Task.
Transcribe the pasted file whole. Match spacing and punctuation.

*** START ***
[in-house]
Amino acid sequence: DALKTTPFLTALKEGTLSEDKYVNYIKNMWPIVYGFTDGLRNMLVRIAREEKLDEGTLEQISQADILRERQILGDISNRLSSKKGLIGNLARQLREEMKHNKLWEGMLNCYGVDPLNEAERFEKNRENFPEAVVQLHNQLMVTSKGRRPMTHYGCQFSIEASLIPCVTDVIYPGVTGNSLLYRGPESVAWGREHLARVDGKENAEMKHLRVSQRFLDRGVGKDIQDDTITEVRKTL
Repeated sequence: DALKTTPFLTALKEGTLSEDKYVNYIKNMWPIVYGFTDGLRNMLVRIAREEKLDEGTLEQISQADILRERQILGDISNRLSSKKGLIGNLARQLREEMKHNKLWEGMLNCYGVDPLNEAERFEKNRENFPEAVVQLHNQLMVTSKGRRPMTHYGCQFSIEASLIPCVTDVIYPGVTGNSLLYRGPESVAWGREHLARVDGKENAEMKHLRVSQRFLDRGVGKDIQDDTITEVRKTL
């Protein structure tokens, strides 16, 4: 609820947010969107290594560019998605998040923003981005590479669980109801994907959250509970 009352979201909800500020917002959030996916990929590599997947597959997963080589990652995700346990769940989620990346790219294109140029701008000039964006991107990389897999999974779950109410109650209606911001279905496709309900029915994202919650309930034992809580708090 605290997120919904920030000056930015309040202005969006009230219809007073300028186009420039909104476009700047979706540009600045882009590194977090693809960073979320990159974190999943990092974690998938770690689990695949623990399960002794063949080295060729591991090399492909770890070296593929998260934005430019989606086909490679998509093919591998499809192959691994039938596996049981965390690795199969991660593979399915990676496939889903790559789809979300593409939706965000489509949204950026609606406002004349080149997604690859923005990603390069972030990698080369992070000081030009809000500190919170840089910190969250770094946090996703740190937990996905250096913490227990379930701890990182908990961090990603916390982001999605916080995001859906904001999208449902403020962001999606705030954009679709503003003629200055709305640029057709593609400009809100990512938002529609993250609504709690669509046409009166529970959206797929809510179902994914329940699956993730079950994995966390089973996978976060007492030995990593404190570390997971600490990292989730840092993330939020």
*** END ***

[in-house]
Amino acid sequence: DALKTTPFLTALKEGTLSEDKYVNYIKNMWPIVYGFTDGLRNMLVRIAREEKLDEGTLEQISQADILRERQILGDISNRLSSKKGLIGNLARQLREEMKHNKLWEGMLNCYGVDPLNEAERFEKNRENFPEAVVQLHNQLMVTSKGRRPMTHYGCQFSIEASLIPCVTDVIYPGVTGNSLLYRGPESVAWGREHLARVDGKENAEMKHLRVSQRFLDRGVGKDIQDDTITEVRKTL
Repeated sequence: DALKTTPFLTALKEGTLSEDKYVNYIKNMWPIVYGFTDGLRNMLVRIAREEKLDEGTLEQISQADILRERQILGDISNRLSSKKGLIGNLARQLREEMKHNKLWEGMLNCYGVDPLNEAERFEKNRENFPEAVVQLHNQLMVTSKGRRPMTHYGCQFSIEASLIPCVTDVIYPGVTGNSLLYRGPESVAWGREHLARVDGKENAEMKHLRVSQRFLDRGVGKDIQDDTITEVRKTL
């Protein structure tokens, strides 16, 4: 609820947010969107290594560019998605998040923003981005590479669980109801994907959250509970 009352979201909800500020917002959030996916990929590599997947597959997963080589990652995700346990769940989620990346790219294109140029701008000039964006991107990389897999999974779950109410109650209606911001279905496709309900029915994202919650309930034992809580708090 605290997120919904920030000056930015309040202005969006009230219809007073300028186009420039909104476009700047979706540009600045882009590194977090693809960073979320990159974190999943990092974690998938770690689990695949623990399960002794063949080295060729591991090399492909770890070296593929998260934005430019989606086909490679998509093919591998499809192959691994039938596996049981965390690795199969991660593979399915990676496939889903790559789809979300593409939706965000489509949204950026609606406002004349080149997604690859923005990603390069972030990698080369992070000081030009809000500190919170840089910190969250770094946090996703740190937990996905250096913490227990379930701890990182908990961090990603916390982001999605916080995001859906904001999208449902403020962001999606705030954009679709503003003629200055709305640029057709593609400009809100990512938002529609993250609504709690669509046409009166529970959206797929809510179902994914329940699956993730079950994995966390089973996978976060007492030995990593404190570390997971600490990292989730840092993330939020």